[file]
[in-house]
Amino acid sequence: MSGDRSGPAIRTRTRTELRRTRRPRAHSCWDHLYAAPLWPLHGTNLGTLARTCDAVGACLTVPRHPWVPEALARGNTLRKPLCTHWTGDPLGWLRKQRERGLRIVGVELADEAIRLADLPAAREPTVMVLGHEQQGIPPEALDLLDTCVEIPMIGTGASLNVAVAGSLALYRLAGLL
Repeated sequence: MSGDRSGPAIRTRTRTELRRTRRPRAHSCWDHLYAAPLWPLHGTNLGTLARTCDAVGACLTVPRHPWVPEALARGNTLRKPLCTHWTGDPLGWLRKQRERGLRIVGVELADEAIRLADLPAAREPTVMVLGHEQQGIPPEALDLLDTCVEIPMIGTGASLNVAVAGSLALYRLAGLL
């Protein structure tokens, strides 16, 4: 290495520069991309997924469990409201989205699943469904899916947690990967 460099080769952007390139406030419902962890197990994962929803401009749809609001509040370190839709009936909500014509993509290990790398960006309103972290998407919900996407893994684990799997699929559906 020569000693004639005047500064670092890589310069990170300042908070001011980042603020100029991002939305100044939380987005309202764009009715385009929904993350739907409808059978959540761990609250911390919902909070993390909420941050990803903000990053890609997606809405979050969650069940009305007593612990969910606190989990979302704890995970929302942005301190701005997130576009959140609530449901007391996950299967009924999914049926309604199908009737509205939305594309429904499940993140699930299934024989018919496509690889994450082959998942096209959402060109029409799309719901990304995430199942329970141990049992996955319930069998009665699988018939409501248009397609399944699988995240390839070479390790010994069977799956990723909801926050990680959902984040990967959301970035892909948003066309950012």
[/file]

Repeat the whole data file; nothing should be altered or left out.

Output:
[in-house]
Amino acid sequence: MSGDRSGPAIRTRTRTELRRTRRPRAHSCWDHLYAAPLWPLHGTNLGTLARTCDAVGACLTVPRHPWVPEALARGNTLRKPLCTHWTGDPLGWLRKQRERGLRIVGVELADEAIRLADLPAAREPTVMVLGHEQQGIPPEALDLLDTCVEIPMIGTGASLNVAVAGSLALYRLAGLL
Repeated sequence: MSGDRSGPAIRTRTRTELRRTRRPRAHSCWDHLYAAPLWPLHGTNLGTLARTCDAVGACLTVPRHPWVPEALARGNTLRKPLCTHWTGDPLGWLRKQRERGLRIVGVELADEAIRLADLPAAREPTVMVLGHEQQGIPPEALDLLDTCVEIPMIGTGASLNVAVAGSLALYRLAGLL
């Protein structure tokens, strides 16, 4: 290495520069991309997924469990409201989205699943469904899916947690990967 460099080769952007390139406030419902962890197990994962929803401009749809609001509040370190839709009936909500014509993509290990790398960006309103972290998407919900996407893994684990799997699929559906 020569000693004639005047500064670092890589310069990170300042908070001011980042603020100029991002939305100044939380987005309202764009009715385009929904993350739907409808059978959540761990609250911390919902909070993390909420941050990803903000990053890609997606809405979050969650069940009305007593612990969910606190989990979302704890995970929302942005301190701005997130576009959140609530449901007391996950299967009924999914049926309604199908009737509205939305594309429904499940993140699930299934024989018919496509690889994450082959998942096209959402060109029409799309719901990304995430199942329970141990049992996955319930069998009665699988018939409501248009397609399944699988995240390839070479390790010994069977799956990723909801926050990680959902984040990967959301970035892909948003066309950012």